Twice-exceptionality (2e) is the phenomenon of being identified as both gifted and disabled. After spending eleven months working on an autoethnography, it's hard to believe that just two and a half years ago, I hadn't heard the term "twice-exceptional." The day I first learned about 2e, I had no idea that a label existed to describe what had gone wrong in my life.

 

I'd never considered the possibility that the ADHD diagnosis I'd received at 24, but never treated properly, was valid. I questioned it because my psychiatric treatment history is a mess. It's long, and filled with contradictions and until recently, shame.

 

My six-year-old son was having a neuropsychological evaluation because we suspected he had a learning disorder, and possibly ADHD - it was becoming difficult to deny that Jack had serious attention issues. I didn't bring up the ADHD diagnosis from 1997 during the evaluation interview, because it didn't seem relevant. I let them know that I'd been diagnosed with bipolar disorder and panic disorder at 19 and had been identified as a gifted child.

 

Once Jack was diagnosed with ADHD and dyslexia, I started a personal literature review on those two disorders, leading to my dissertation topic - the experience of parenting stress in parents of children with 2e. It took nearly a year for me to accept that I am a person with 2e, and I'm still trying to reconcile its impact on my life.  It's a relief to have answers.

 

This page has two videos, and each contains a version of a conference presentation. Since there's not a good recording from the first conference, I've shared it as a narrated PowerPoint slideshow. The video for the final presentation is split screen and has the video on one side and the slideshow on the other.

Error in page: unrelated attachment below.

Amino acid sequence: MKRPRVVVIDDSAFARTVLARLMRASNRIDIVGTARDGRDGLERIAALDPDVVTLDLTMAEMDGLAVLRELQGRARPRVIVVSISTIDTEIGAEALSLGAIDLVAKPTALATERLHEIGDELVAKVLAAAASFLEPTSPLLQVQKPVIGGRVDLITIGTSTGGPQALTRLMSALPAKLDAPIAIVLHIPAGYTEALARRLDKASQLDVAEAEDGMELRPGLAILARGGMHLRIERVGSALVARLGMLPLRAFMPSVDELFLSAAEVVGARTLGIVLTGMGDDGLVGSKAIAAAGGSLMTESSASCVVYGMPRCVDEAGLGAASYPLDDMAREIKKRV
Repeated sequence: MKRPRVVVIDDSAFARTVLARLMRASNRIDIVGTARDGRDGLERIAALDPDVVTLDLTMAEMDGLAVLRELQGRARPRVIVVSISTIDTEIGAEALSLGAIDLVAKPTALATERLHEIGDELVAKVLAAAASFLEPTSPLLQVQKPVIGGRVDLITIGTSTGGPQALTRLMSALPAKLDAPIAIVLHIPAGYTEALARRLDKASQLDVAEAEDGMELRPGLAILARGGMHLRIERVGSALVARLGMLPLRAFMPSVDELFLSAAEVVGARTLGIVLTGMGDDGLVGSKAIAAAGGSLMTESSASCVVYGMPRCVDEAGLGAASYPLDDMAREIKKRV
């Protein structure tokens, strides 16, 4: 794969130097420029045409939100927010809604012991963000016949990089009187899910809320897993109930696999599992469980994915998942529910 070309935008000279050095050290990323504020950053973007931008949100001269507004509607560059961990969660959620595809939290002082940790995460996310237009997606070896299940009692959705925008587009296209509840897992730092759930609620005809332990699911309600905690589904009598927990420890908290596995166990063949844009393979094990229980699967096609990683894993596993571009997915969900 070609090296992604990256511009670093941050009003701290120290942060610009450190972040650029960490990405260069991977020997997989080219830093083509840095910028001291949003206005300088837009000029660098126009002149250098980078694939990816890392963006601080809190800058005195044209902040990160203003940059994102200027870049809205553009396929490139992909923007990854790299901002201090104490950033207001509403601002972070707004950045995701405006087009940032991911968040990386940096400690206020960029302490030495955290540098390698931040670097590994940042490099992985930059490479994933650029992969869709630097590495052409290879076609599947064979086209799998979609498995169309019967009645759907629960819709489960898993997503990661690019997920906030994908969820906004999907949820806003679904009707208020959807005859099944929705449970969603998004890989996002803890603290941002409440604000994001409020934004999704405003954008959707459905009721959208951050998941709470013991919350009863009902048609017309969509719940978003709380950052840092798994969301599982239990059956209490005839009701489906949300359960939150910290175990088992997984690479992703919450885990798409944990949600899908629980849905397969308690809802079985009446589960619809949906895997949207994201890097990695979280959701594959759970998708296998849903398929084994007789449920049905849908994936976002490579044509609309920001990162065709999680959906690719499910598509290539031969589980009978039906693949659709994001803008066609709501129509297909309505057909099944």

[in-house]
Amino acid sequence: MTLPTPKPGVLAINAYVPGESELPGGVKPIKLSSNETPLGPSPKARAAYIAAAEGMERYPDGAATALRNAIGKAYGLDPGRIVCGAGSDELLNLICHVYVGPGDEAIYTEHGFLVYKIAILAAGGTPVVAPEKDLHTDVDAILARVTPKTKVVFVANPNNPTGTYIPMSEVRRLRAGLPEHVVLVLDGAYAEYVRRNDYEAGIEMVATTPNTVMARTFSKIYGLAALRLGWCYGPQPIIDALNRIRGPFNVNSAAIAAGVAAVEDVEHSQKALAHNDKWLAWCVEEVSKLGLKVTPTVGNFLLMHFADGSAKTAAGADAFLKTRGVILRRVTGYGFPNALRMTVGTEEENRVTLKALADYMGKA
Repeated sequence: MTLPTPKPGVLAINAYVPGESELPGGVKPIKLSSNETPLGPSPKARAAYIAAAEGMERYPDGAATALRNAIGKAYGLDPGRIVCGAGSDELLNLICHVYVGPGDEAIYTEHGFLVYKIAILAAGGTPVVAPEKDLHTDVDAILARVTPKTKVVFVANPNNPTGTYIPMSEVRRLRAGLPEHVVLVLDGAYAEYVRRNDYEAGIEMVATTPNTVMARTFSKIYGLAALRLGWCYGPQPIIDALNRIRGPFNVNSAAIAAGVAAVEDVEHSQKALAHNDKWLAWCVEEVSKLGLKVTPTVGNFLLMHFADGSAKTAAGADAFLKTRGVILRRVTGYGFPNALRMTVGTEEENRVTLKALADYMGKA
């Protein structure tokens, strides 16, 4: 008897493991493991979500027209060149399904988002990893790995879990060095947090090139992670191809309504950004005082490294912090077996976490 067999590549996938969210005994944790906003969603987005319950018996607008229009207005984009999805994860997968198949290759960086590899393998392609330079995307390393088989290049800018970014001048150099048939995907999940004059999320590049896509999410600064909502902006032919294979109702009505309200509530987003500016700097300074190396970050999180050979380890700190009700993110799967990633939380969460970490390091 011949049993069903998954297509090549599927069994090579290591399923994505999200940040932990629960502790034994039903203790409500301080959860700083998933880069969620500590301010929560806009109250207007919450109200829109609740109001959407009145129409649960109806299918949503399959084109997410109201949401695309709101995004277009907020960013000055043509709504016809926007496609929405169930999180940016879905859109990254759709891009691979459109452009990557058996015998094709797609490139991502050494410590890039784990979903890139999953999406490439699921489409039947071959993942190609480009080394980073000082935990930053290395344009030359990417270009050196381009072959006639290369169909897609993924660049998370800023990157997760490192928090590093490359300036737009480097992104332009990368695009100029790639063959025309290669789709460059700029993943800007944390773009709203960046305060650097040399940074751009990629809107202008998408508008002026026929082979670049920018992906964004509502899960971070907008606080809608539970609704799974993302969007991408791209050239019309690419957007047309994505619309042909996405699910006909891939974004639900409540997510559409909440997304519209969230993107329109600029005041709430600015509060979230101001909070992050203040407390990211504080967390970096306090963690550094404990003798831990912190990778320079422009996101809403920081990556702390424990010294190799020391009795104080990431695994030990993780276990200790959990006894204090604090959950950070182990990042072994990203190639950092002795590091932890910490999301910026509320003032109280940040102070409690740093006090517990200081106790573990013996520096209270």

I'll be adding content from the study's data and findings to this site, and am hoping to share a significant number of journal entries. The journals I've written and carefully stored since 1989 were the key to this study - a massive amount of data. I scanned, coded, and analyzed them repeatedly throughout the past year. Currently, a tiny selection of entries are displayed on this site - click here - but there are thousands of entries. 

 

It would be amazing to learn more about other people's experiences as twice-exceptional, or parenting a child with 2e. It's fantastic when I meet someone else, online or in-person, who knows about the paradoxical life of 2e, and I look forward to meeting more.

 

In my presentations, I discussed what it was like to grow up identified as a gifted child, discovering later that I have bipolar disorder, panic disorder, and ADHD. Many other labels have been applied to me as well, but there's only so much space and time to discuss my history. Addiction was an issue I grappled with well into my 20s, and I've addressed it in both presentations.

 

There's something special about learning that I'm a person who is twice-exceptional, because I finally fit in somewhere. I spent the first half of my life trying to understand where I went wrong - feeling the shame and guilt of failing to live up to the expectations of "giftedness." It's been liberating, and wonderful, to learn about 2e, and it's a relief to know that I'm not alone in my weirdness. My paradoxical life finally makes sense.

Final: Video and Slideshow

 

This is a split screen video (slideshow with presentation) from:

 

The Qualitative Report 2015 Conference

January 9, 2015, at Nova Southeastern University,

Ft. Lauderdale, Florida.

 

 

Part One - Initial findings

 

The narrated slideshow of my initial findings. presented at the

 

Qualitative Health Research 

2014 Conference

Victoria, BC, Canada